Drug Court program provides second chance for offenders

Published 7:30 am Wednesday, July 12, 2023

Getting your Trinity Audio player ready...

Recently, the Covington County Drug Court Program graduated Gracy Black. The Drug Court Program, directed by the Covington County District Attorney’s Office, and presided over by Probate Judge Stacy Brooks, offers first-time drug offenders an opportunity for restoration and ongoing sobriety, and a chance to maintain a clean criminal record.

Black, the 356th graduate of the program, began using drugs at only 15 years old. She recounted that she began with marijuana, and quickly transitioned to harder drugs, like prescription pills and then methamphetamine. She became pregnant at 18 with her son. At age 19, and while 6 months pregnant, Black was arrested for Possession of a Controlled Substance and Chemical Endangerment of a Child.

Thereafter, spurred primarily by fear of losing her son, Black committed to a life change and entered the Drug Court Program. Black reflected on the change in her mindset in the four years she spent in the program saying, “At first, it seemed like a pain, and I felt they were trying to make [us] fail, but that wasn’t true. The program is here to help people see that there is hope. It’s a great opportunity if you use the resources it provides.”

It was not always an easy road for Black, as she was sanctioned multiple times during her enrollment in Drug Court, including one sanction for a required long-term rehab program. Following rehab, though, Black set goals for herself and achieved each one. “I am goal-oriented and have a plan, whereas before I was reckless with little thought toward the future,” Black said.

Indeed, Black has set goals, and has achievements to show for them. In addition to her Drug Court graduation, Black recently celebrated completion of her GED one morning, and that same afternoon graduated from the Women in Welding Program at Lurleen B. Wallace Community College. Black has already accepted a job as an electrician’s apprentice.

The Drug Court Program, together with the Veterans Court Program and newly created Opiate Diversion Program, each offer participants the opportunity to obtain sobriety, life skills, education, employment, and find accountability, in exchange for an ultimate dismissal of pending criminal charges. “These are each programs we are proud to offer to our community, designed to take first-time, low-level offenders and restore their abilities to contribute successfully to our society, without the stain of a felony conviction on their record. Gracy Black, and many others like her, are huge victories in the ongoing fight against drug addiction,” said District Attorney Walt Merrell.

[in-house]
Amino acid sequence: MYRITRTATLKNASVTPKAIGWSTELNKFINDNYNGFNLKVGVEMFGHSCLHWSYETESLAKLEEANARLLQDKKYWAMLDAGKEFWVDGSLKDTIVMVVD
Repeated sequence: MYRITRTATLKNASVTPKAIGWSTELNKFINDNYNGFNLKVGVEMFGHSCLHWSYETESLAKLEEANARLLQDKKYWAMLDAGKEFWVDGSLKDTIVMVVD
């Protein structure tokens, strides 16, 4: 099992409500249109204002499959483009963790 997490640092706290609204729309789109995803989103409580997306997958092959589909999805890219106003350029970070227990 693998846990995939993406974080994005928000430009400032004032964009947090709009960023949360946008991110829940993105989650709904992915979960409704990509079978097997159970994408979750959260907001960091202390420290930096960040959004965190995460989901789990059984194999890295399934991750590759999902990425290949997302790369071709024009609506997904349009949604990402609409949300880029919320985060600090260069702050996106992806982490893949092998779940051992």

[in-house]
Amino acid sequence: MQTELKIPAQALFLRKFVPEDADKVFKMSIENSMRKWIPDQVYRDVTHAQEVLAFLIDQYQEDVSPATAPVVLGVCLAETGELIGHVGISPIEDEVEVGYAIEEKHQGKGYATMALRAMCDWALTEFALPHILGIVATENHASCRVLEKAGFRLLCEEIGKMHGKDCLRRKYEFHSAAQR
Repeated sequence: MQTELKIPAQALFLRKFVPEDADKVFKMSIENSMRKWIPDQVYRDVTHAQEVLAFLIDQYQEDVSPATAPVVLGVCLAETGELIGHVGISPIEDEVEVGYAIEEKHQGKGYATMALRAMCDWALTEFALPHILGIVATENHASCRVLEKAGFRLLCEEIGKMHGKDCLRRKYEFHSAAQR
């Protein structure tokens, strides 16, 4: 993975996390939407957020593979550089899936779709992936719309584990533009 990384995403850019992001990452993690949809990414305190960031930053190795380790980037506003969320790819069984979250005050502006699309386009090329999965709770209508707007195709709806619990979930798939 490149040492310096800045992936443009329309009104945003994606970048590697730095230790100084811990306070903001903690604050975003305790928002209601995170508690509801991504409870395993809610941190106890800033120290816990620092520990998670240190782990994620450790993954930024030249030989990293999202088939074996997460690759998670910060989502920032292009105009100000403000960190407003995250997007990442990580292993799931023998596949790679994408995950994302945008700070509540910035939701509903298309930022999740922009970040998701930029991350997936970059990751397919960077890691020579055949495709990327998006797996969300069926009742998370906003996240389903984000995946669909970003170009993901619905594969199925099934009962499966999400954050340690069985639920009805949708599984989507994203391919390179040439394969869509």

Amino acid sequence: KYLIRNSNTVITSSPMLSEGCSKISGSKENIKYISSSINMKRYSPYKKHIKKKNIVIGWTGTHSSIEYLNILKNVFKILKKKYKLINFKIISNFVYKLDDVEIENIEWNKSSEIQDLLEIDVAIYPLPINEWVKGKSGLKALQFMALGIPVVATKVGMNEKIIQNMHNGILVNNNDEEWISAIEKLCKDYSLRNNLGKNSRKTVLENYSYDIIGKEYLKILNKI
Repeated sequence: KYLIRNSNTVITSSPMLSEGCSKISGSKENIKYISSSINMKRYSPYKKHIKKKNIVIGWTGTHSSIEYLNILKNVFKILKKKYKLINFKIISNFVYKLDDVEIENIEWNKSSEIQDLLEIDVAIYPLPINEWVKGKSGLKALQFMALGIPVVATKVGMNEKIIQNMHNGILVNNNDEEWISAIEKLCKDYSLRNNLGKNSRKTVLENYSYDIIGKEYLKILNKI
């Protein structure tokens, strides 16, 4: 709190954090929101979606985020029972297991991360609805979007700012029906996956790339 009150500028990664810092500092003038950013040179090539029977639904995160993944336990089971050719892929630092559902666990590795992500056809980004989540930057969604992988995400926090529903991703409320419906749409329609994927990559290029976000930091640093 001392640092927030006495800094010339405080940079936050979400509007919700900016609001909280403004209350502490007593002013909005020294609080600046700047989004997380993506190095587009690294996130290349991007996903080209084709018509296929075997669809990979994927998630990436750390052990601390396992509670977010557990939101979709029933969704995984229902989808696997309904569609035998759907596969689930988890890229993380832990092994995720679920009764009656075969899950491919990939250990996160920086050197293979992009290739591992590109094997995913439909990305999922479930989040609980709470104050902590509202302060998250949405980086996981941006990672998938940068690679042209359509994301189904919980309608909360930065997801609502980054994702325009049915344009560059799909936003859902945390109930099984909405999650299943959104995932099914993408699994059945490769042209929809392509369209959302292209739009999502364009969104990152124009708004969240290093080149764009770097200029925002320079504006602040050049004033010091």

Treatment Courts Coordinator, Sabrina Cobb, and Substance Abuse Coordinator, Laura Bartholomew, each of whom have worked closely with Black during her time in Drug Court, surprised Black at each of her graduation ceremonies. Cobb commented, “We were so excited and proud of Gracy, there was no way we were going to miss her LBWCC graduation. Gracy exemplifies what this program is all about and why we keep fighting. She started with so many doubts about her strengths and abilities, but has accomplished so much during her time with us. She has exceeded our expectations, and we are thrilled with her success.” Bartholomew added, “Gracy’s independence and confidence in herself have grown tremendously. Once she found her drive to overcome life’s circumstances, she never turned back. She is a remarkable young lady and I couldn’t be prouder of her. “

Black is on her way to a new life, in no small part due to her hard work. Now two years sober, she wished to encourage others battling addiction. “While everyone is different, you have to work the steps and keep working them. You’ll have ups and downs, but keep moving forward. Find an accountability partner and never give up. This Program pushes you to be the best version of yourself. I made it, and I’m now able to be the mother my son deserves, and one he can look up to. It has made me into a headstrong, respectful member of society, and that is someone I never thought I would be.”